Friday, April 27, 2007

Iterative Game Development

This article is adapted from

During the course of game development, most objects rarely get written once. Often we have to revisit them to fix bugs, add/remove features and for optimization. Thus, this article provides a practical method and an effective schedule to ensure your game is completed or otherwise a not-so-wonderful releasable version.

They keep track how much our game is completed.
They mark the completion of important game features.
They are the sub-goals we have to achieve at given deadlines.

- We must work towards milestones
- Milestones MUST NOT be unrealistic, even if it will benefit alot financially or ease expenses.
It is also important to include visible/audible progress in our milestones. We must be able to see/hear the progress we have made (or at least to show it to the management) although it is usually not the case.

Visiblity and Completeness go together.

It is also essential to build working versions frequently, weekly if not daily. However, it is recommended that we show the previous working versions to management if they ask for it, rather than the current version. It is important to show progress and it is necessary to upgrade or rewrite the current code to give another release with significant improvements. In other words, BE AHEAD OF TIME.

Delivery: Pre-Production
We will require some things before we jump into coding.
1. Create a comprehensive design of the game
- characters (if any)
- storyline (if any)
- situations
- rules

2. Create a big list of all classes that would be used in the game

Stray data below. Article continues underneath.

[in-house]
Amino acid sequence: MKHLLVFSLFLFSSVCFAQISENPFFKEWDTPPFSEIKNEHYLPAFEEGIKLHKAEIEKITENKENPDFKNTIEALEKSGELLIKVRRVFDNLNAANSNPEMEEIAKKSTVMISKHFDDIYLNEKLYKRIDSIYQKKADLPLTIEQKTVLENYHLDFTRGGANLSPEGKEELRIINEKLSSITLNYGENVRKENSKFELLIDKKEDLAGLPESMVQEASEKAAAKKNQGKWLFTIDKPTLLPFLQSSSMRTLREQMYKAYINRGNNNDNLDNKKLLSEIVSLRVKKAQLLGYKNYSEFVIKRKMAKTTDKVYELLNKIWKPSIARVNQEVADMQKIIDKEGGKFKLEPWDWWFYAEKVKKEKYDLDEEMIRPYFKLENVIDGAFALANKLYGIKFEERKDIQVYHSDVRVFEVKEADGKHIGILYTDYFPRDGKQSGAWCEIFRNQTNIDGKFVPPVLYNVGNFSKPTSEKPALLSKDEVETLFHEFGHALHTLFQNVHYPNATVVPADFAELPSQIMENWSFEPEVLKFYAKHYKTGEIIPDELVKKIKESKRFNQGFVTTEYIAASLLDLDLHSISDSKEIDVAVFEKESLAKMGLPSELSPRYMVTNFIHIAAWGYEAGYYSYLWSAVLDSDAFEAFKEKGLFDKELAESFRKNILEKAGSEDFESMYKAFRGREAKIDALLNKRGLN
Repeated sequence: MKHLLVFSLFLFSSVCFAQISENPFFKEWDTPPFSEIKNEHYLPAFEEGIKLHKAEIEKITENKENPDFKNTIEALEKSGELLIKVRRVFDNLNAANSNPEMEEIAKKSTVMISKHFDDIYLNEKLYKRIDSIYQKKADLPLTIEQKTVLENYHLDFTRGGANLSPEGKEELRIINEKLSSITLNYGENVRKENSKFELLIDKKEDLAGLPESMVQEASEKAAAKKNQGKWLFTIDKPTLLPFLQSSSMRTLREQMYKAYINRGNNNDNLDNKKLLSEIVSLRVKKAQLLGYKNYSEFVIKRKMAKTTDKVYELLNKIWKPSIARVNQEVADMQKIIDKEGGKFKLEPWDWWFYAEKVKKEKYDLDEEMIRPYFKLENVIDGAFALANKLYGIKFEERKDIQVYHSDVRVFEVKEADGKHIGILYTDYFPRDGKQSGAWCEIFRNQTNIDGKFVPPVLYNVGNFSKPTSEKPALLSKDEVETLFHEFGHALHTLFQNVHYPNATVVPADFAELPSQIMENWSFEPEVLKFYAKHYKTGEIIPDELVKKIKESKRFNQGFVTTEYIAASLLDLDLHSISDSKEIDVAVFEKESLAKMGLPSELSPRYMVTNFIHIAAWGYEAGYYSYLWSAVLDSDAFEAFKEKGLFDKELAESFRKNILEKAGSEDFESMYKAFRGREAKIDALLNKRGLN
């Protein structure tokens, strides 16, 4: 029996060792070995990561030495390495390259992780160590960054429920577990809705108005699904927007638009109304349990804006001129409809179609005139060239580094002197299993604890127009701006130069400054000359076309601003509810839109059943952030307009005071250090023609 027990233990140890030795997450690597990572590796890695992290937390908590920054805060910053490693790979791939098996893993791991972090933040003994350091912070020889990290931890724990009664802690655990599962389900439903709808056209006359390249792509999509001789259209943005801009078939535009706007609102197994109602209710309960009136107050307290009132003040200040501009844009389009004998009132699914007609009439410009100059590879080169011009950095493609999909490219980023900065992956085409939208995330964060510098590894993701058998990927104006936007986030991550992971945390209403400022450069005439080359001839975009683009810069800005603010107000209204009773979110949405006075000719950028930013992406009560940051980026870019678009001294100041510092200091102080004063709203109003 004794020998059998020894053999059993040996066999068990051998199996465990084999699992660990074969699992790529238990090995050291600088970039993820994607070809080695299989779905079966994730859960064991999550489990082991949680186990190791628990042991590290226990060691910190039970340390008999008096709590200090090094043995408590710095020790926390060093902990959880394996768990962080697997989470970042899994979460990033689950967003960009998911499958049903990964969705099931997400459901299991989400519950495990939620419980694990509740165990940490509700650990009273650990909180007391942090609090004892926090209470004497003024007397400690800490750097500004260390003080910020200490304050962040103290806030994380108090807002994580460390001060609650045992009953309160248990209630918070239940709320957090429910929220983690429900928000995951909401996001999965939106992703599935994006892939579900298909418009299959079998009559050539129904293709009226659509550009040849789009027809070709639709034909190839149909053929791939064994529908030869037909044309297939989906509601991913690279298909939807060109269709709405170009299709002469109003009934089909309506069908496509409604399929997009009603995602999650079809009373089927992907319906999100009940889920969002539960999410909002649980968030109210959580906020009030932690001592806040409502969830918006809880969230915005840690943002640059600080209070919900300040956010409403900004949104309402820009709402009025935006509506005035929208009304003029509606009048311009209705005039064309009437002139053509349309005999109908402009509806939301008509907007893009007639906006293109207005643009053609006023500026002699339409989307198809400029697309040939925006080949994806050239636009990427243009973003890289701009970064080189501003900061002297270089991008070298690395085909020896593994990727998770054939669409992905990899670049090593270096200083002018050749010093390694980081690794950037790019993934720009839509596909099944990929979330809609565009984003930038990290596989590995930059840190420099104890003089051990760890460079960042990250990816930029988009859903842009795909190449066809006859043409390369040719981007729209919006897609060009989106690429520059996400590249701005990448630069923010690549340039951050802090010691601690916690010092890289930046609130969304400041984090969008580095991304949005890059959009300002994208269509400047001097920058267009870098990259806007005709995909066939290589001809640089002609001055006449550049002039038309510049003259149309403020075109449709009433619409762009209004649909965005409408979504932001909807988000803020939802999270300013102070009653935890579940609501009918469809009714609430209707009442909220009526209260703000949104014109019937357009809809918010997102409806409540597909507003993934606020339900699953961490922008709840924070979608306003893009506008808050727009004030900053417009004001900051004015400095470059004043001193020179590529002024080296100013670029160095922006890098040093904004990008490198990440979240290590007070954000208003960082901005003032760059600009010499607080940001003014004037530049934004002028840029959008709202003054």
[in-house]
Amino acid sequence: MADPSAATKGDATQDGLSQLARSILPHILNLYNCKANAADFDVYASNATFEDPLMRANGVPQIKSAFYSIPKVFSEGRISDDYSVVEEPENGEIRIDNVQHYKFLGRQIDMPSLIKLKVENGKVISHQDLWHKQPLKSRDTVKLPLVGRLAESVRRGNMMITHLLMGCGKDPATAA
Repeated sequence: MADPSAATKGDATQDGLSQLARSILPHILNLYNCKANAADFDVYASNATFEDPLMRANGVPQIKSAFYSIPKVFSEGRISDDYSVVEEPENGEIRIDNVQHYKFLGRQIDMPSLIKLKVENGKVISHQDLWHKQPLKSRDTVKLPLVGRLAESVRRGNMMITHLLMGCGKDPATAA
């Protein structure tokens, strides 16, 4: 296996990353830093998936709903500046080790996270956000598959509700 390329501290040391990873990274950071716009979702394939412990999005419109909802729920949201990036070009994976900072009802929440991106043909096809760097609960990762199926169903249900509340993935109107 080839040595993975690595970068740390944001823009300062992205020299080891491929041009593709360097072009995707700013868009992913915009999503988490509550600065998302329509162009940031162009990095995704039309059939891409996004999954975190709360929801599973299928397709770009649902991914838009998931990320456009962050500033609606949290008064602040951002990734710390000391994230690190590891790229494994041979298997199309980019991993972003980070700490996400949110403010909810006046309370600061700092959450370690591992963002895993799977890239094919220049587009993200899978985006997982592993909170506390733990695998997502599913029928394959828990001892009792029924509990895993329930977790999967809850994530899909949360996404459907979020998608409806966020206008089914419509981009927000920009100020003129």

Divide the list into 3 main categories:
- Core -> the most fundamental, critical, foundational
- Required -> features that define the game, make it playable Core & Required would make a game releasable with minimal features, but not exactly fun
- Desired -> features that would make a game great but not essential

Object Functionality: 4 Levels
- Null version -> initial version. May be compiled but not doing anything useful
- Base version -> shows some functionality, used to show the object's basic behaviour
- Nominal version -> fully implemented, visually accepted, commercially viable
- Optimal version -> ultimate version, state-of-the-art

An application is defined as of release quality if and only if its required features are at the nominal level.

An application is referred to as complete if and only if its desired features are at the optimal level.

Iterative Delivery: Ordering using priorities and levels
- Create null implementation of each object, starting from core than required than to desired.It then should be able to build and run, just without any features implemented.
- Now go back to the core tasks and start writing nominal implementations, then the required.The game should then be releasable. Subsequently, write the nominal implementations for the desired.
- Repeat the sweep from core to desired, writing the optimal implementations till we're done or stopped by external factors

Basically it means this:
Null Implementation: CORE -> REQUIRED -> DESIRED
Base & Nominal Implementation: CORE -> REQUIRED -> DESIRED
Optimal Implementation: CORE -> REQUIRED -> DESIRED

Firstly, we have to provide a definition of a 'good enough' game in order to measure our progress. With the iterated delivery method, we'll solve several problems that will arise such as miscalculating the amount of time needed till delivery. This method will ensure that time will be allocated for code revision and improvision.

As defined in Gamasutra:
The time scheduled for a task is the sum of the times for the null, base, nominal and optimal levels.

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